You mumble, your head burps nonsense, words a river of babble-rousing slippitude – lids close like Viked pythonic lips. You don’t see me, fingers flexed, lusting. You’ll never open your eyes…again.
Thank you. We’ll be in touch.
he tucked his tail and scrabbled into the hall, past rows of dudes disarmingly like him, cigarette sparked before fully outside. he called his mom, half a ring, hung up – not ready to face that tiger. called Cate instead.
Hey Beefbreath. How’d it go?
Which piece did you choose? Albee or Pinter?
Doesn’t matter, she said. They were both nailed down. But, since I spent so much time helping you prepare, could you do your darling sister the kindness of sharing with which piece you clinched the first role of your long and illustrious career?
i dunno, he said.
Did you…shit. What did I tell you?
Not like Albee and Pinter.
he hung up, feigned spiking his phone, swung his fists, clenched his eyes, silently shrieked. people streamed past and around, enough presence to avoid trampling him but not an atom more.
he slammed into his room, four walls and a barred window gazing on brick six stories up; collapsed on his unmade bed and sobbed into a pillow, his building famous for the thinnest walls known to man – didn’t want people on the street to hear. he passed out, face pressed into wet, snotty pillowcase; woke in the dark, unsure of the day – not that it mattered. the botched audition had been his first in two years of sending out headshots, and he wasn’t sure he wanted another. he had nothing scheduled.
he staggered to his desk, pulled a sheaf from a drawer and leafed, searching for the one he performed at the audition – a fucking peanut butter commercial, and he chose slippitude. he would’ve laughed if it wasn’t so tragic. tried ripping the sheaf but found it too prolific; it slipped and fluttered like tufts from a popped dove, spreading across his floor. he stooped to tear them one by one, slipping on a rogue soliloquy and landing on his face, ass-up, out cold. he snored until noon, keeping awake the first floor.
he was frying an egg when his phone rang – Cate. unsure if he wanted to face that tiger, he shuffled his egg, but snatched the phone before it was too late and pressed it to his cheek.
Hey Fartnipples. Sorry about yesterday.
Come on, you know I mean well. Just not always tactful.
Okay, I’m just gonna say why I called. I got you an audition for an acting coach.
She’s great, and well-known for finding potential in…
Places others don’t think to look.
i’m not sure.
Come on, Dingleballs. I already talked you up, you can’t back out.
he sighed. when?
She has a spare hour now. I’m on my way.
he spent the drive buried in a fresh piece, written the previous week.
What’s that? she said.
Which is it gonna be? Albee or Pinter?
i was thinkin…
Here it is.
they parked on the curb of a red brick loom; he tucked the paper in his pocket and followed her inside, upstairs, down a hall and into a large studio, lights and cameras at one end. Cate yipped, and a short, stocky, hirsute woman bounded in, long-filtered cigarette pinched, unlit, between turquoise lips; she shook Cate’s hand sturdily then circled him, eyeing up and down, tapping points of note on his body with her smoke.
Interesting. Very interesting.
Can you help?
I’ll have to hear him. It’s the only way.
She wants you to perform, Cate said. Are you ready?
I need you to be certain, said the Coach. To be impassioned, to give yourself to the powers within, the secret to creation itself. Don’t give me I guess, give me I’ve been waiting for this opportunity my entire life. Can you do that?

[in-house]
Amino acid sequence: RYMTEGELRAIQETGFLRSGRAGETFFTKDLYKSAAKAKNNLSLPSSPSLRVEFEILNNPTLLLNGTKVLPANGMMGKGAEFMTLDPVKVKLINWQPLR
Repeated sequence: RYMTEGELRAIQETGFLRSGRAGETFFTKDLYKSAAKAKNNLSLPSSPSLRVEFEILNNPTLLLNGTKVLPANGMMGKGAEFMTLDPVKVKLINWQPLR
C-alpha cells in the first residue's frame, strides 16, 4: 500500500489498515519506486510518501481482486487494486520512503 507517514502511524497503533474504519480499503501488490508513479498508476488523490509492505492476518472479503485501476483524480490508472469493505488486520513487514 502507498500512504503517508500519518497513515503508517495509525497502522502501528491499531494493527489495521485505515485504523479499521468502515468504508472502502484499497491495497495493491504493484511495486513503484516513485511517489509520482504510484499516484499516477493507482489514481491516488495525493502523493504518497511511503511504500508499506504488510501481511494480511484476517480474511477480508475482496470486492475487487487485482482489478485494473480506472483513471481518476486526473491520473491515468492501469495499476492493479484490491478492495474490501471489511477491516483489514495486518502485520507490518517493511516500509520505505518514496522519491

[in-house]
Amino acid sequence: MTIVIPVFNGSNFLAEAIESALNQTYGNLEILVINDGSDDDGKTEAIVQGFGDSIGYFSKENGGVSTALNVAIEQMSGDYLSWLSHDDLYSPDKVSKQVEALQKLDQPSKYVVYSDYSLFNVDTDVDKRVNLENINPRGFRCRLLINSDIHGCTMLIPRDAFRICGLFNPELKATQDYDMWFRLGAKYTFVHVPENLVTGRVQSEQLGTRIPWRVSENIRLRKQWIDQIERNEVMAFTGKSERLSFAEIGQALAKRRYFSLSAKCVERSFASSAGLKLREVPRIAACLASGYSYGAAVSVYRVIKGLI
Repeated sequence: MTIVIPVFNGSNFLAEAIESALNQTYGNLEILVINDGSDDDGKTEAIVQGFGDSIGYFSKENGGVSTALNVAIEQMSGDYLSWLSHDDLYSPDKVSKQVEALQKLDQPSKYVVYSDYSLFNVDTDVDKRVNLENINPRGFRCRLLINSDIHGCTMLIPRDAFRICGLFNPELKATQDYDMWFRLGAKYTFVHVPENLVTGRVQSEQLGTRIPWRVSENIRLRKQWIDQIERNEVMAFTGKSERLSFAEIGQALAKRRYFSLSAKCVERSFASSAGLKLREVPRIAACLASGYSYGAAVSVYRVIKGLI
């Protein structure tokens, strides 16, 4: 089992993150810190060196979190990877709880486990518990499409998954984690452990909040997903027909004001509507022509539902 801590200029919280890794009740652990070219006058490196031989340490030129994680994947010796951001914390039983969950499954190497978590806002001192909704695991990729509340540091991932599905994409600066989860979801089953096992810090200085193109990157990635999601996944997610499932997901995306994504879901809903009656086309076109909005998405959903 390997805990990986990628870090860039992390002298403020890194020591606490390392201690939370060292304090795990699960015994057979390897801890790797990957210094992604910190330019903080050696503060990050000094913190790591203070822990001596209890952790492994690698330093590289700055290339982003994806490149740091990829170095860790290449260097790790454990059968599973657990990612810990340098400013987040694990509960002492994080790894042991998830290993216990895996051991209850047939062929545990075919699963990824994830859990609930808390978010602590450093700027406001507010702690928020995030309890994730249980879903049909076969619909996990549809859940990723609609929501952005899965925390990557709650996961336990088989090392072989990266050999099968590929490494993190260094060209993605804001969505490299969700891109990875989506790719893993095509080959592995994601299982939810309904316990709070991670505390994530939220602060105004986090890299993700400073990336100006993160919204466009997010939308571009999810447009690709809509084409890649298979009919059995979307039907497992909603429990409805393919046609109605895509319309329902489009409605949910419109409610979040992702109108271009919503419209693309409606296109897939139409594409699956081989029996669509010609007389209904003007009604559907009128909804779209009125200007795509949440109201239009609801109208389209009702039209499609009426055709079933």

he nodded, half-sure.
The Coach retreated, held hands askance as to say, do your worst. he grounded himself – took a breath, counted to three, and began.
Bourbon sting and burn of oft-used perfume…
What are you doing? Cate said. That’s not what we prepared.
Why did you stop him? said the Coach. That was the most life I’ve seen in him.
But we prepared Albee…and Pinter.
I’ve seen them a million times, said the Coach. I see them in my sleep. I want something fresh – wow me, dazzle me, change the way I look at the world. Albee and Pinter have done all the changing they can. So please, step out of the way and let him continue.
he opened his mouth and words tumbled out like shooting stars – chin rising, neck lengthening, shoulders broadening, chest expanding, back straightening. He felt taller, like he’d grown half a foot in a paragraph, maximumly confident in both words and delivery. He sensed the end approaching – took a step, pointed a single finger to the right, looked left, down, and delivered his final line with magnitude.
When I’m gone, don’t lament me. I’ve been gone…a long time.
The room was silent for a millennium.
Bravo! cried the Coach, clapping wildly. Bravo, young man. Bravo.
You mean it? he said.
I’ve never seen you act like that, said Cate, brushing hair from his forehead.
I don’t need to see the others, said the Coach, to tell you he doesn’t believe in Albee or Pinter.
I can’t promise to take you to the top, but I can promise to take you further than you can take yourself. She stuck out her hand. Do we have a deal?
Unmarked, non-sequential, she said to Cate, then dished out long-filtered smokes. They needed to celebrate.
EDITOR’S NOTE: This story was selected from entries submitted to our Creative Challenge Series #22: First Sentences, which required that the first sentence in the text must be used as given. Read other Creative Challenge winners. To find out how to participate, go to Creative Challenges.
ABOUT THE AUTHOR
Stephen Ground has been published in Temenos Journal, Typishly, STORGY, and is forthcoming in Dark Ink Magazine and Flumes Literary Journal. He holds a BA in Theatre Studies and a certificate in Community Arts from York University. Stephen lives in Milton, Ontario after a seven-year retreat in the prairielands.
[ The photograph of the stage is in the public domain. ]